I remember hearing Rick Warren speak at the Saddleback HIV/AIDS Summit. He said something like, “I have two advanced theological degrees and I’ve read the Bible cover to cover countless times. I don’t know how I missed 1,200 verses on the poor, needy, widows, orphans, etc.” This just seems to be something God is doing—giving us new eyes.
What is the biggest shift a church makes in becoming more externally focused?
ERIC: Moving externally focused ministry from a ministry “tactic” to a constitutive or defining element of what it means to be church. If externally focused ministry is merely a tactic, then eventually some administrator weighs results for the church (growth, increased budget) against effort and moneys spent. Churches that have made the above shift realize that many things they do result in kingdom growth but this per se is not necessarily a church growth strategy.
As you engage in community ministry and network with church leaders, what are you continuing to learn about externally focused ministry? Have there been any surprises?
RICK: Along the way I have learned several things. First, I was surprised at how suspicious community agencies are of the church. The church in America has created a reputation of being only interested in self. While I believe this is an unfair assessment, it is the popular perception. A pleasant surprise is how quickly the church can actually get past that as we partner and serve without strings attached.
One of the phrases I use with my ministry friends is, “You have to rake a lot of leaves.” By that I mean creating credibility can be a long haul because earning the right to be heard happens in relationship. When we build relationships, the church can get invited to have a voice at the table in so many ways.
Honestly, I have been surprised at how often we are now asked by the community to engage with them on projects and initiatives. It’s not uncommon for us to be asked, “What do you (LifeBridge) think about that?” or, “We want to have your church represented on this task force.”
A second surprise (although it should not have been) is that no matter how long we have been engaged with an agency, when there is a change in leadership we must reestablish credibility. For example, if new city officials are elected they often don’t know all the years of behind-the-scenes serving that has been done. You have to be patient as they learn to see the value and contribution.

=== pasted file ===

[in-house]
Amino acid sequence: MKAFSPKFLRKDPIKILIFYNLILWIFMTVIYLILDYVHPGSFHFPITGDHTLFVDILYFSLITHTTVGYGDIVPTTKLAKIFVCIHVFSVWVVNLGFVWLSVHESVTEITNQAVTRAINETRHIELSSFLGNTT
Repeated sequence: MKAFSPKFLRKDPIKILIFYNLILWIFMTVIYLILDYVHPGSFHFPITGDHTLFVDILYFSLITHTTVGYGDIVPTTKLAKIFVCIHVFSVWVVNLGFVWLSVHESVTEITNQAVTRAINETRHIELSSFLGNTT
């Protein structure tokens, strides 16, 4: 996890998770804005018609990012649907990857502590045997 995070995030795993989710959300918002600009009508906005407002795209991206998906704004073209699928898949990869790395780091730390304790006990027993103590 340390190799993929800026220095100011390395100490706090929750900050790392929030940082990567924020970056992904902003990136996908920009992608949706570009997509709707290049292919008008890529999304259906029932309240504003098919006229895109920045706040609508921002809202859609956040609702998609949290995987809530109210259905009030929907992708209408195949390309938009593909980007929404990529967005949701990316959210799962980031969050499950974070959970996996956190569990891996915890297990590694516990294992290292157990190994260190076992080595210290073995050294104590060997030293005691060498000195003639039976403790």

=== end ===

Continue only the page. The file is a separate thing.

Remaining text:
I think my biggest surprise is that something so biblical—so much a part of the ministry of Jesus and the early church—seems so novel to us. Finding ways to do good deeds that create goodwill and allow us to share good news seems like a new strategy, but show and tell has been around a long time.
What’s on the horizon in externally focused ministry?
ERIC: We sense we are not even close to cresting on this wave. More and more churches are discovering that unless they are engaged in the dreams and needs of their communities, they’re just not the church God wants them to be. Congregations all around the world are discovering contextualized ways to love outside the box.
Last month I met with church leaders from China who are having banquets for the poor and handing out scarves and hats to street children.
A group of believers on a college campus does something as simple as pick up bikes that have fallen over as they walk across campus.
A church in New Zealand started a bank from their church, trained 130 debt counselors, and helped folks in their community pay off their consumer debt.
There seems to be no end to innovative ways churches can love and serve.
Krista Petty is a freelance writer and coach for externally focused churches. She lives in Johnstown, Colorado, with her husband, Steve, and three children.
WORTH A CLICK: www.externallyfocusednetwork.com
The Externally Focused Network is a free membership Web site containing a collection of stories and resources for both individuals and churches. Membership to the site includes access to all areas of the site as well as subscription to the monthly e-newsletter.
“Your Church” is a section of the site containing links to ministries that support and help church leaders serve their communities, stories of churches in action, as well as free white papers and resources from partnering ministries.
“Your Life” is a section of the site that includes inspiring stories of individuals using their lives on loan for God’s purposes, a listing of externally focused churches across the country, and links to service organizations.